Working with conservation organizations, the USFWS plans to crush the ivory, then use it to build memorials around the country against poaching. (Hopefully, they will mix the ivory with other materials like concrete so that the memorials aren’t prone to theft).  I am anxious to know more about the plans for such memorials as many Americans remain complacent about ivory and the plight of the elephants.  Too often, we are under the impression that this is a problem in Africa and Asia, but not here in the U.S.  Let this be a wake-up call that our markets are part of the problem, and inspire us to help crush the demand for ivory and the poaching that feeds that demand.



Crooked Tusks

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Tusks are teeth. Elephants and their ancestors developed these elongated incisors for a variety of reasons, from digging dirt for salt and water and pealing bark for food to establishing themselves as the dominant male in the presence of females.  Both male and female African elephants have tusks.  Among Asian elephants, only males develop tusks.  Tusks come in all shapes and sizes; and elephants tend to be either right-tusked or left-tusked, just as we humans are left- or right-handed.  Tusks become visible in young elephants when they are 2 to 3 years old and continue to grow for the remainder of an elephant’s life.  Elephants do not shed their tusks at various stages in life.  If a tusk is broken, it does not grow back.  Like our teeth, tusks can be crooked.  This elephant lives in Kenya’s Masai Mara.  Her one tusk is particularly crooked, but it doesn’t seem to get in the way of a healthy life.  Her young calf, below, is just “sprouting” tusks; too soon to tell if baby has inherited mama’s crooked teeth!


And speaking of inherited traits, scientists have noted that the average size of elephant tusks has decreased since the 19th century.  Since elephants with the largest tusks have always been prized by hunters and poachers alike, those with the genetic disposition for large tusks have been substantially removed from the breeding population by now.  Some posit that nature may be playing a hand in today’s elephants’ smaller tusks in another way, suggesting that elephants are such intelligent creatures that large tusks may no longer be the aphrodisiac they once were for wise female elephants.

In any event, if you see ivory in any market, anywhere in the world today, you should assume that it is poached or “crooked” ivory, even if it grew in straight.  And to that end, there is now 5 tons less crooked ivory on the market as the Philippine government demolished that amount this past week.  (Click here for the details.)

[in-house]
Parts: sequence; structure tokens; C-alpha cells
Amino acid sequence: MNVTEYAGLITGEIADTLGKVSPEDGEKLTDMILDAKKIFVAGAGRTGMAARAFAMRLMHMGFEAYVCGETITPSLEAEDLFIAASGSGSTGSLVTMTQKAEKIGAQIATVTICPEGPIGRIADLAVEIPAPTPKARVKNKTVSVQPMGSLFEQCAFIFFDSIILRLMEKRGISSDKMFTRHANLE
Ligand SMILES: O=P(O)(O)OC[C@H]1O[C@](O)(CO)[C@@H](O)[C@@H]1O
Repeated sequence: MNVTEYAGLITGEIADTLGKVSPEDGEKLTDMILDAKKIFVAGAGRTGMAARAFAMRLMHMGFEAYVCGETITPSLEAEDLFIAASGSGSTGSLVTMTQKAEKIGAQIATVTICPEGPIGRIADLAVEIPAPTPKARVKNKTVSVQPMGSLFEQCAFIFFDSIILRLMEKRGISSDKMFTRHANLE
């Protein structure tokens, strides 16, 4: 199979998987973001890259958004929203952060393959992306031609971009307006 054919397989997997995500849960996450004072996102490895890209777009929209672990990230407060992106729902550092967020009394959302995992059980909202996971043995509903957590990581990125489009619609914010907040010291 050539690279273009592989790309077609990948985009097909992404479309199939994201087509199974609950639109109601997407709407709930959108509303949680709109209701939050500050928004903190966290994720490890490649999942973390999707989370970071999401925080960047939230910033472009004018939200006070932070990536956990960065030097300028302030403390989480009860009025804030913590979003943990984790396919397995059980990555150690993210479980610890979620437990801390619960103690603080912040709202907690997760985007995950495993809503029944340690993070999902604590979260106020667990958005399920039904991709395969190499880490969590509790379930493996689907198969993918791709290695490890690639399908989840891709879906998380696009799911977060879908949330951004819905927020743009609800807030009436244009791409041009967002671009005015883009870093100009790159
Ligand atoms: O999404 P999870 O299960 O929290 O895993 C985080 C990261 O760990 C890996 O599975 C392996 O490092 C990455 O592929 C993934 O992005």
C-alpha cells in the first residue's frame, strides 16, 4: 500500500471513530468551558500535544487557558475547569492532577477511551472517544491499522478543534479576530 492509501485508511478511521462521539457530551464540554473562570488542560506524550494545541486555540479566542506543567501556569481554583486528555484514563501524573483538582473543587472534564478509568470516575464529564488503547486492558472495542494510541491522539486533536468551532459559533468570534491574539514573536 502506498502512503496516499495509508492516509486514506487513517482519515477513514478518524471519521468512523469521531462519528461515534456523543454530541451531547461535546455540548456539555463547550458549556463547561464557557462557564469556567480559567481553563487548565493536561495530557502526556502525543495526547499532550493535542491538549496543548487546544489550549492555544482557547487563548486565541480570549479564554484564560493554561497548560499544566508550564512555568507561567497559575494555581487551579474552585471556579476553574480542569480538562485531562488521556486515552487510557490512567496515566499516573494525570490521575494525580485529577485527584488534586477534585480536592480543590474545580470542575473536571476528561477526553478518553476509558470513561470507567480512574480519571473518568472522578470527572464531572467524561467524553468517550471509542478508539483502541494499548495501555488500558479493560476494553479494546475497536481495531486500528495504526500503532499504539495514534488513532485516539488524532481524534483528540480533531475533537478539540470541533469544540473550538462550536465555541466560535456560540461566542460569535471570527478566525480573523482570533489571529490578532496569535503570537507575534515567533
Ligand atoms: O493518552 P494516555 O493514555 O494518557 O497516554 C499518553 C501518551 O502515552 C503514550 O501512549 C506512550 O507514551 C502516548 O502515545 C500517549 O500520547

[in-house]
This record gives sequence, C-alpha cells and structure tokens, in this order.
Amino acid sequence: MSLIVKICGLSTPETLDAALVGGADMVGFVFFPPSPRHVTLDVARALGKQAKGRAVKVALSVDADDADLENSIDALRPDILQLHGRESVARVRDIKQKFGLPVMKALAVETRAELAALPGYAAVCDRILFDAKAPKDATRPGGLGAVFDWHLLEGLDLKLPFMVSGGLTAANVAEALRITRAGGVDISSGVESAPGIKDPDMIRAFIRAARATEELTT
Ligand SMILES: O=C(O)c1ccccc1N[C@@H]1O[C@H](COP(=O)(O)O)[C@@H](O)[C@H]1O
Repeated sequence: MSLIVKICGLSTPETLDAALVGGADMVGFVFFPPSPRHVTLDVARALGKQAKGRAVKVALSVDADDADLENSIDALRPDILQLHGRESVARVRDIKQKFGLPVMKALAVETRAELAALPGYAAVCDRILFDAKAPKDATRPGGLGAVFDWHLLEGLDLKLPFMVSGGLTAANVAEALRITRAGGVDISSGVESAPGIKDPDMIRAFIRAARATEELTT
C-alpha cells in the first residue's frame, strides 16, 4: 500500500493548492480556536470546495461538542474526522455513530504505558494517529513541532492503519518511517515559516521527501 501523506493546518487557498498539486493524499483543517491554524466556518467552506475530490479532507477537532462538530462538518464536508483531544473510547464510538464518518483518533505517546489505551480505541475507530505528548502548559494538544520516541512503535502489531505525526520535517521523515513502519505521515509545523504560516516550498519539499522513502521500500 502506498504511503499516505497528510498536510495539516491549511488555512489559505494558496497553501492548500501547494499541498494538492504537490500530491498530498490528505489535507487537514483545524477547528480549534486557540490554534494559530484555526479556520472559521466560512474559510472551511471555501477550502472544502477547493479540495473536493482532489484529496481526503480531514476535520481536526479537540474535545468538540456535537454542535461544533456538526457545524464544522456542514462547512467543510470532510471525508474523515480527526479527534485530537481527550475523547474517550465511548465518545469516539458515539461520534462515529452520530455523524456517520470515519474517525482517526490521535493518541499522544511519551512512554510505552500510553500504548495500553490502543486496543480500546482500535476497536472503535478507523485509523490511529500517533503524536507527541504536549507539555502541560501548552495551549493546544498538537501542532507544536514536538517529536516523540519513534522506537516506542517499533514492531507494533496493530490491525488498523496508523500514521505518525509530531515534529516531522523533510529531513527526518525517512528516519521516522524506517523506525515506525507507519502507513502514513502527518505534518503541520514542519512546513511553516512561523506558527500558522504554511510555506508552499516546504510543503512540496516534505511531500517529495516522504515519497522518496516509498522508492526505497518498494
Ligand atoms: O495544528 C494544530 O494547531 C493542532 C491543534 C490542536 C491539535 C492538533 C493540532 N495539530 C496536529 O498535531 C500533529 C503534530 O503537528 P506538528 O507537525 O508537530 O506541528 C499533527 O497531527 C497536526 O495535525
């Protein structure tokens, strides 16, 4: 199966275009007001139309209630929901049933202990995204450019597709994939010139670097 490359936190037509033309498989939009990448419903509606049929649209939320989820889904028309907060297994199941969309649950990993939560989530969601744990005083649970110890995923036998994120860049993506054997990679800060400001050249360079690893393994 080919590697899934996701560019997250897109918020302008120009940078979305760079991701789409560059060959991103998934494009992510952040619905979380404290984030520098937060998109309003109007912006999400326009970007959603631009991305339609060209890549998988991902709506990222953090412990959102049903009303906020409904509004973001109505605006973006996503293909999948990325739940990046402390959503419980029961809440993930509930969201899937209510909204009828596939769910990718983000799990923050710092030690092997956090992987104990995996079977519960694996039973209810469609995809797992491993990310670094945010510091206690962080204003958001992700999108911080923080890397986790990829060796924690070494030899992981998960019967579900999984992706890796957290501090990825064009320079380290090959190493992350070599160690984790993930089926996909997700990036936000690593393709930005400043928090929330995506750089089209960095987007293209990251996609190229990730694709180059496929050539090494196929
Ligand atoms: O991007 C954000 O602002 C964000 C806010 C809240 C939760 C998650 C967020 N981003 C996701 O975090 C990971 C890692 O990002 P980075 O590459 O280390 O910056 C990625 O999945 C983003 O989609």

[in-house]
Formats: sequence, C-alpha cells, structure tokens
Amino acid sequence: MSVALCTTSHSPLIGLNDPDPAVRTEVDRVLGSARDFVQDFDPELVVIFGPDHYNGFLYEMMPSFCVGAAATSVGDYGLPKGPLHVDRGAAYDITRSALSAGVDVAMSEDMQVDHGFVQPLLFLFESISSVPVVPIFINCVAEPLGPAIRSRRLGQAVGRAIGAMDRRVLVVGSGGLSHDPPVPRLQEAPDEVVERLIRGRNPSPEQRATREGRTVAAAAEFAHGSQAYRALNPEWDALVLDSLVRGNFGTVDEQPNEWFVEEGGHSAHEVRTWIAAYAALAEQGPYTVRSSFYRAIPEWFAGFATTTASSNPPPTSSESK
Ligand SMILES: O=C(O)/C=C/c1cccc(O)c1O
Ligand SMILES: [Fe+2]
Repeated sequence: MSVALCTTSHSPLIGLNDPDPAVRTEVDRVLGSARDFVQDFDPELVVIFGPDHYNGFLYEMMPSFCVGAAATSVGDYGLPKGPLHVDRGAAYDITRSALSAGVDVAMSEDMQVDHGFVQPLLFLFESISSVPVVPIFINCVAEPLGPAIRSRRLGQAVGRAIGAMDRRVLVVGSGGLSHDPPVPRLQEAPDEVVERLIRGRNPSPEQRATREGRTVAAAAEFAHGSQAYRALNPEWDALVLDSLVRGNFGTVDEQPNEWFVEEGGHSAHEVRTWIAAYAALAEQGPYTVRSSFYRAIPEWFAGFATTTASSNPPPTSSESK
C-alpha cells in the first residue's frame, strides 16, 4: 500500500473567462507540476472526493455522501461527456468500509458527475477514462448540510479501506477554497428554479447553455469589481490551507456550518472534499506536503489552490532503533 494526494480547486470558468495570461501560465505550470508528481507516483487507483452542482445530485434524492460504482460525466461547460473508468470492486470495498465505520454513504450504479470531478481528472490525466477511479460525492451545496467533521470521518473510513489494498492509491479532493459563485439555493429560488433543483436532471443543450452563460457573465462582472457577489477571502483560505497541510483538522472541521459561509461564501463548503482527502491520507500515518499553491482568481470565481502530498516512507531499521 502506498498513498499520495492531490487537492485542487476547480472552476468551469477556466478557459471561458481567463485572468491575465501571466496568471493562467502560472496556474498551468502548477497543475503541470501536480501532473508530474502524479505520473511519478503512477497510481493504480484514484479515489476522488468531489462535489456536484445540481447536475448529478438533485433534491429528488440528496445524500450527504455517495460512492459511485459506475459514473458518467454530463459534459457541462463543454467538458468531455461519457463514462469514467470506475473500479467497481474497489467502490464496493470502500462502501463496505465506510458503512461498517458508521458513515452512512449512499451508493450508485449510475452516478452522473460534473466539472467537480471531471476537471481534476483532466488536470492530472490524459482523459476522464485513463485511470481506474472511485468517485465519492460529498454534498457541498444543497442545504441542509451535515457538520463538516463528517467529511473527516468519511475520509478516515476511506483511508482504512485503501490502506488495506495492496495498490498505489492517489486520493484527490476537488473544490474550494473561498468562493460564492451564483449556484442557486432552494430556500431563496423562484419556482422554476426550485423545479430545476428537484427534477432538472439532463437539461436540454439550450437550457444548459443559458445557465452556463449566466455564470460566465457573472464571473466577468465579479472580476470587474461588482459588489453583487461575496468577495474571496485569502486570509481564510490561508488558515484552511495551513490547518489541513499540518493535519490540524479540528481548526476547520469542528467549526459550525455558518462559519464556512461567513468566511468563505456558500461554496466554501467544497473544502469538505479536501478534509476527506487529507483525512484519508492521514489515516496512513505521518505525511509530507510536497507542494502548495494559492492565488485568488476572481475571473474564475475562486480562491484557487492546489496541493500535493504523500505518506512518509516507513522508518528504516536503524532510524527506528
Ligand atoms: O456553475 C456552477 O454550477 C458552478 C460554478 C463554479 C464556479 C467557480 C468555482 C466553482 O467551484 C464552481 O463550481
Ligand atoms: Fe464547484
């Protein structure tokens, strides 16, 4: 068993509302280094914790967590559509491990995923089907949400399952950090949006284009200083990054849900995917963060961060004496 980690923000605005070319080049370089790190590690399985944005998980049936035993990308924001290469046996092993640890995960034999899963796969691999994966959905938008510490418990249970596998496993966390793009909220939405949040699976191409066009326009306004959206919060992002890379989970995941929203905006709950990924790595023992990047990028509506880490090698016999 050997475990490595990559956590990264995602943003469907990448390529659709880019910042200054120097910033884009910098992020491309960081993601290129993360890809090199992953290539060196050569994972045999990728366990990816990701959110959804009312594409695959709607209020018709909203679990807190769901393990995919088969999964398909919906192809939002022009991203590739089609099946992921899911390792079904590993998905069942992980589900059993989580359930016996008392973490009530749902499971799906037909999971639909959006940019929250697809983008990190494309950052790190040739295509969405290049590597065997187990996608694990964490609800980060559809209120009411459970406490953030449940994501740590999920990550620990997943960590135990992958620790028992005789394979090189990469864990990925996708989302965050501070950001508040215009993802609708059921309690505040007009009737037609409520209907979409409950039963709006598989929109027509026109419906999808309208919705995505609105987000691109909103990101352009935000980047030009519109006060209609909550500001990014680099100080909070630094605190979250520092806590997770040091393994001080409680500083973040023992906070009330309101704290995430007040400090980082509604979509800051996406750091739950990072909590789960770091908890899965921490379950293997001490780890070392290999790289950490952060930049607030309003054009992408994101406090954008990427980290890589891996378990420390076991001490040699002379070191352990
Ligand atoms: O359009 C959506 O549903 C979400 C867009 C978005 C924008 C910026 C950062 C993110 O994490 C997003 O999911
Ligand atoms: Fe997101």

A Tale of Two Tusks

2012  will likely go down in history as the worst year ever for elephant poaching.  Desperate times call for desperate measures.

CBS Evening News on November 26, in it’s report “Kenya Takes Drastic Steps to Save Elephants,” tells of some unorthodox steps being taken to save a bull elephant with particularly large tusks.  Mountain Bull is a legend in his territory near Mt. Kenya.  He has been shot by poachers numerous times but managed to survive. Many of the large tusked elephants have been killed by poachers and conservationists are worried that Mountain Bull’s time is running out, given the great price his tusks would command on the black market.  Working with the Kenyan government, the Northern Rangelands Trust and park rangers tracked Mountain Bull until they could immobilize him with a drug-filled dart. Then, with a chainsaw, they removed most of his tusks.  While this may put him at a competitive disadvantage with other bull elephants when fighting over females and territories, authorities hope that poachers will lose interest in Mountain Bull — permitting him to live a long life, even if the quality is diminished somewhat.
At some point in time, the government will destroy his tusks.

This is no long term solution for the elephant population at large, although the tactic has also been employed on rhino (removing their horn) in certain parts of Africa.  It is a sad statement about current affairs if we must disfigure an animal to protect it.  The only long term solution is to eliminate demand for ivory.  This is something we can all help accomplish.  Let the tuskers keep their tusks — and live.